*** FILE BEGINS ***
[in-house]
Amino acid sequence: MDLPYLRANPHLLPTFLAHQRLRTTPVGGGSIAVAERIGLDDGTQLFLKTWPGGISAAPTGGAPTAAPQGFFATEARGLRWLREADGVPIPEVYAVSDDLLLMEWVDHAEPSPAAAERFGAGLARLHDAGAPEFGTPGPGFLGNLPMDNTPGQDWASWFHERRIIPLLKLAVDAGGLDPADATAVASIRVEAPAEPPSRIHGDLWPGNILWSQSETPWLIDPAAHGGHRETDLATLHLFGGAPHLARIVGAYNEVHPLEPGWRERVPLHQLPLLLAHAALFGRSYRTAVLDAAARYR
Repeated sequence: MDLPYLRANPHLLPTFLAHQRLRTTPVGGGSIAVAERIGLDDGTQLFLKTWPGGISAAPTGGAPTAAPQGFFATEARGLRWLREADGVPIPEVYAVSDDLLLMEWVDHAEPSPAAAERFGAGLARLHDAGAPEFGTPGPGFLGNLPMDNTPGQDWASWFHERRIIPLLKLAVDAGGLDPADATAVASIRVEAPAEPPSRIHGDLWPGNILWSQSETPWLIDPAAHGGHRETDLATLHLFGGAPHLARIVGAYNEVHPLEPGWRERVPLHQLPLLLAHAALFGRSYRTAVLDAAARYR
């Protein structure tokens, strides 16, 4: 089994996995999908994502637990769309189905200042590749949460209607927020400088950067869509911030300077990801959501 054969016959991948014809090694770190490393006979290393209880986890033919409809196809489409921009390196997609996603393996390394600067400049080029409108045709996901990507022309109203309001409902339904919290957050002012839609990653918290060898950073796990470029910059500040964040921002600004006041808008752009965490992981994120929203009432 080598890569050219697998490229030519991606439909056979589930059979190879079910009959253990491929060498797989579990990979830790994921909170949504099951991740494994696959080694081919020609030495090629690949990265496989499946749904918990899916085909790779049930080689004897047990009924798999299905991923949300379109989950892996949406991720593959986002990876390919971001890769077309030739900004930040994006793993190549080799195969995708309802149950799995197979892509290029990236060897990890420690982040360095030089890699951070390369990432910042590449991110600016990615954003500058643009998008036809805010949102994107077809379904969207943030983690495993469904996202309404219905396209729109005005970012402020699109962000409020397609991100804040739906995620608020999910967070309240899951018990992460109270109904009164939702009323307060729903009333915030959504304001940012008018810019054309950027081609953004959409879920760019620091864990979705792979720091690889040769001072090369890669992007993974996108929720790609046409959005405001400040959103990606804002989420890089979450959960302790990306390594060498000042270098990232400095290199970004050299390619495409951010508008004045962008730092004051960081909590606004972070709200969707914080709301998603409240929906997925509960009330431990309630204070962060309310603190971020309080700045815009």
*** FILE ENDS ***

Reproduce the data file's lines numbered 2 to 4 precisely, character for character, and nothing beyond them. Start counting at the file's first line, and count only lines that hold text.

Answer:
Amino acid sequence: MDLPYLRANPHLLPTFLAHQRLRTTPVGGGSIAVAERIGLDDGTQLFLKTWPGGISAAPTGGAPTAAPQGFFATEARGLRWLREADGVPIPEVYAVSDDLLLMEWVDHAEPSPAAAERFGAGLARLHDAGAPEFGTPGPGFLGNLPMDNTPGQDWASWFHERRIIPLLKLAVDAGGLDPADATAVASIRVEAPAEPPSRIHGDLWPGNILWSQSETPWLIDPAAHGGHRETDLATLHLFGGAPHLARIVGAYNEVHPLEPGWRERVPLHQLPLLLAHAALFGRSYRTAVLDAAARYR
Repeated sequence: MDLPYLRANPHLLPTFLAHQRLRTTPVGGGSIAVAERIGLDDGTQLFLKTWPGGISAAPTGGAPTAAPQGFFATEARGLRWLREADGVPIPEVYAVSDDLLLMEWVDHAEPSPAAAERFGAGLARLHDAGAPEFGTPGPGFLGNLPMDNTPGQDWASWFHERRIIPLLKLAVDAGGLDPADATAVASIRVEAPAEPPSRIHGDLWPGNILWSQSETPWLIDPAAHGGHRETDLATLHLFGGAPHLARIVGAYNEVHPLEPGWRERVPLHQLPLLLAHAALFGRSYRTAVLDAAARYR
């Protein structure tokens, strides 16, 4: 089994996995999908994502637990769309189905200042590749949460209607927020400088950067869509911030300077990801959501 054969016959991948014809090694770190490393006979290393209880986890033919409809196809489409921009390196997609996603393996390394600067400049080029409108045709996901990507022309109203309001409902339904919290957050002012839609990653918290060898950073796990470029910059500040964040921002600004006041808008752009965490992981994120929203009432 080598890569050219697998490229030519991606439909056979589930059979190879079910009959253990491929060498797989579990990979830790994921909170949504099951991740494994696959080694081919020609030495090629690949990265496989499946749904918990899916085909790779049930080689004897047990009924798999299905991923949300379109989950892996949406991720593959986002990876390919971001890769077309030739900004930040994006793993190549080799195969995708309802149950799995197979892509290029990236060897990890420690982040360095030089890699951070390369990432910042590449991110600016990615954003500058643009998008036809805010949102994107077809379904969207943030983690495993469904996202309404219905396209729109005005970012402020699109962000409020397609991100804040739906995620608020999910967070309240899951018990992460109270109904009164939702009323307060729903009333915030959504304001940012008018810019054309950027081609953004959409879920760019620091864990979705792979720091690889040769001072090369890669992007993974996108929720790609046409959005405001400040959103990606804002989420890089979450959960302790990306390594060498000042270098990232400095290199970004050299390619495409951010508008004045962008730092004051960081909590606004972070709200969707914080709301998603409240929906997925509960009330431990309630204070962060309310603190971020309080700045815009």